Creep into thy narrow bed,
Creep, and let no more be said!
Vain thy onset! All stands fast.
Thou thyself must break at last.
Let the long contention cease!
Geese are swans, and swans are geese.
Let them have it how they will!
Thou art tired: best be still.
They out-talked thee, hissed thee, tore thee?
Better men fared thus before thee;
Fired their ringing shot and passed,
Hotly charged and sank at last.
Charge once more, then, and be dumb!
Let the victors, when they come,
When the forts of folly fall,
Find thy body by the wall!
Arnold advises his readers. He wants them to rise beyond the altercation, and as if it was the in the early hours of morning, and they were incredibly exhausted, “creep” into bed, he commands. The other implication of “creep” could be that the author is implying a need to surrender ourselves to the humiliation of giving up. But then Arnold questions, “Vain thy onset!”, meaning, Why not give up when triumph is impossible? “All stands fast” means that no one will budge an inch. We must “break at last,” but better to bend, to buckle under and tactically retreat, than break down entirely.
The call for the need to be proved right, does not trump the requirement for peace, conversely establishing our correctness. The “long contention” must cease even if that means we have to succumb to other people’s irrationality. The narrative portrayal of hissing and tearing brings about the verbal brutality of rational wits while implying that they’re better than the snakes or cats.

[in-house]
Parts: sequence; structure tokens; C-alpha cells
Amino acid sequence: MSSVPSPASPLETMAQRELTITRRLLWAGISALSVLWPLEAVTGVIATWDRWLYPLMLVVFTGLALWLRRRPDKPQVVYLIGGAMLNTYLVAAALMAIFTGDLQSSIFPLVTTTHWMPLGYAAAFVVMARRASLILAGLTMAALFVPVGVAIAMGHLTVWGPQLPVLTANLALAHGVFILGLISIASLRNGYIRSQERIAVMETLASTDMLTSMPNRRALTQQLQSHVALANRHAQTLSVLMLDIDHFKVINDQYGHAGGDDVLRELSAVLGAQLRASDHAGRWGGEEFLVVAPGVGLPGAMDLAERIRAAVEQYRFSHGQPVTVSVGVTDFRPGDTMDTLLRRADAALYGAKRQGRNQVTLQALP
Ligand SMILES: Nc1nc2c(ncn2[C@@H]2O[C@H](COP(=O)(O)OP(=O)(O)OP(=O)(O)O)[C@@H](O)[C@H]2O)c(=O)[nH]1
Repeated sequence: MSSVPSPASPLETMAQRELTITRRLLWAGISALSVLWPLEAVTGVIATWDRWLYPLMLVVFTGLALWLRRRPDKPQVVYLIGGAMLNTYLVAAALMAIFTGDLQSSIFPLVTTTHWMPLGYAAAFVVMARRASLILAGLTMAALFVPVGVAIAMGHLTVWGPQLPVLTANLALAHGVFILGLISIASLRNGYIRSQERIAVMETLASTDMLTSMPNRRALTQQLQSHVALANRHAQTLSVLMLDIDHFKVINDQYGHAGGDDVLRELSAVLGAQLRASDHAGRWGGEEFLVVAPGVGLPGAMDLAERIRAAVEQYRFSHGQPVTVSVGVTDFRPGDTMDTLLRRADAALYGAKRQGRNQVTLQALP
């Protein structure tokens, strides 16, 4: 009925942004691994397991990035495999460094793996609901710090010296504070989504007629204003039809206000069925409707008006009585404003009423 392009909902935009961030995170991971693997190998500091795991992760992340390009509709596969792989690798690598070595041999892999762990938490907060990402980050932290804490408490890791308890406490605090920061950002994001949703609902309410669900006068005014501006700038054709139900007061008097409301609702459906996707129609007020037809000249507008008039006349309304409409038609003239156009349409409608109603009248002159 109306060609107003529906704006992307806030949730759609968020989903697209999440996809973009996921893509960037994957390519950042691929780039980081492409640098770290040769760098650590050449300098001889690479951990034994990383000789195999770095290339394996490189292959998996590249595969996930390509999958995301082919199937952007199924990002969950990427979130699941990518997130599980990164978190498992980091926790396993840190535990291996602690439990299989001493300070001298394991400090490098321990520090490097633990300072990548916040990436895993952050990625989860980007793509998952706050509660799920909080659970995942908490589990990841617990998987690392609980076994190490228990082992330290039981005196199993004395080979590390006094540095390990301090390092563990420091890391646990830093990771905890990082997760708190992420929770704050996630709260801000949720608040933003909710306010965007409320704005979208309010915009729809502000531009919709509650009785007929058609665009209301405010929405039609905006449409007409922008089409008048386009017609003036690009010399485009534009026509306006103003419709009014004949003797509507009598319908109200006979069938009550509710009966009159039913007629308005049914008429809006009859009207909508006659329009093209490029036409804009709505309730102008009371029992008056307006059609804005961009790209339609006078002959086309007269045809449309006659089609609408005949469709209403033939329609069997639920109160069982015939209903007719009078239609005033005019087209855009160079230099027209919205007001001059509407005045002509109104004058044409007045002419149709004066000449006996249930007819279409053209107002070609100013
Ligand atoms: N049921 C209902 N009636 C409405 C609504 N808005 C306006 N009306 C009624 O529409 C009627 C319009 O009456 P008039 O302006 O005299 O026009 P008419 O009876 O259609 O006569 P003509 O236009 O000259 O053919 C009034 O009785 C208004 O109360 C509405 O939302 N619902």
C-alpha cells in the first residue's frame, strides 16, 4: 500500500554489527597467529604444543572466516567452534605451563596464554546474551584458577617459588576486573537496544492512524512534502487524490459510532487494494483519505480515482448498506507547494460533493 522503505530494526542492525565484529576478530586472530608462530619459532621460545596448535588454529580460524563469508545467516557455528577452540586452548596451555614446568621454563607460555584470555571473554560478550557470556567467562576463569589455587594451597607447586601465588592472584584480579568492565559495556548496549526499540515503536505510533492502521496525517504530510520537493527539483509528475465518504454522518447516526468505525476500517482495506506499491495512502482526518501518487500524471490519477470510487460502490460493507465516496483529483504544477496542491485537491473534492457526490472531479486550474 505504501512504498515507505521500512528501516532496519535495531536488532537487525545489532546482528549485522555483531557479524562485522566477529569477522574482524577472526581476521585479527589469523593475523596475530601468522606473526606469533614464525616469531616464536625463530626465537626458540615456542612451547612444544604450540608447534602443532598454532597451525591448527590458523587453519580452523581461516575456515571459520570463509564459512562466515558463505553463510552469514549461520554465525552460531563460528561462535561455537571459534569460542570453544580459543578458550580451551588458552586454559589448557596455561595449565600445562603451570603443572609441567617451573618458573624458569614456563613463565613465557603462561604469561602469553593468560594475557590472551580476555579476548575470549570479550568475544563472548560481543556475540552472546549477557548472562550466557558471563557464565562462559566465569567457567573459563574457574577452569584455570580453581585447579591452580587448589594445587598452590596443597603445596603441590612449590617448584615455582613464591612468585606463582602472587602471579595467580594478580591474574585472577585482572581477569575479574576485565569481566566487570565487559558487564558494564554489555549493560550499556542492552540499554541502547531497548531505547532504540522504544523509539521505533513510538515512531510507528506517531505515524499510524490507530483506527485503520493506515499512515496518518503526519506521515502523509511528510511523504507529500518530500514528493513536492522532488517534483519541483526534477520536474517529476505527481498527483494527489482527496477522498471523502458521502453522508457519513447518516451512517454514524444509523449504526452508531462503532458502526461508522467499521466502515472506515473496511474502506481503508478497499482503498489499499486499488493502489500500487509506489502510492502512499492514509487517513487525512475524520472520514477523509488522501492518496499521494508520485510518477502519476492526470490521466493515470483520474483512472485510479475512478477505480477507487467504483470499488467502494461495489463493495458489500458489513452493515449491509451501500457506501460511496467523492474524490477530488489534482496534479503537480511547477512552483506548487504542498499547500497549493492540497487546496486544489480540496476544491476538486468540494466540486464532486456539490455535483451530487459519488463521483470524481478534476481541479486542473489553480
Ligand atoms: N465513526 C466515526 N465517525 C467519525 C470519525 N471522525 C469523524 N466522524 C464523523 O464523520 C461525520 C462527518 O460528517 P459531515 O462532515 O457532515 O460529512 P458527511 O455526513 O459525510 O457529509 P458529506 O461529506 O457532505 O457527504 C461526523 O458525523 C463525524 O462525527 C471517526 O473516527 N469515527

It might be irrational as to what their beliefs might be, and Arnold illustrates this with an example. They could claim “geese are swans” but they would never admit they are incorrect. He says, that the truth will reveal itself when the time would be right.
In the third stanza, Arnold warns us that the “better men” than ourselves have been in identical situations; more courageous men who have “fired their ringing shot” and still been “sunk”.
In the fourth and last stanza, Arnold cries out in irritation and annoyance, in a manner as if we had denied his advice and swore to continue, “Charge once more, then, and be dumb!” In other words, he meant, try to proceed to have one more try and then be quiet forever. The mentions of “forts of folly” and the “body by the wall” illustrate this battle as a siege, where the virtuous few confront the proud citadel of the many.
Arnold harks back at us, truth is so much more vital than being intellectual or influential; and the real champion is the one who has the subtle assurance to turn the other cheek.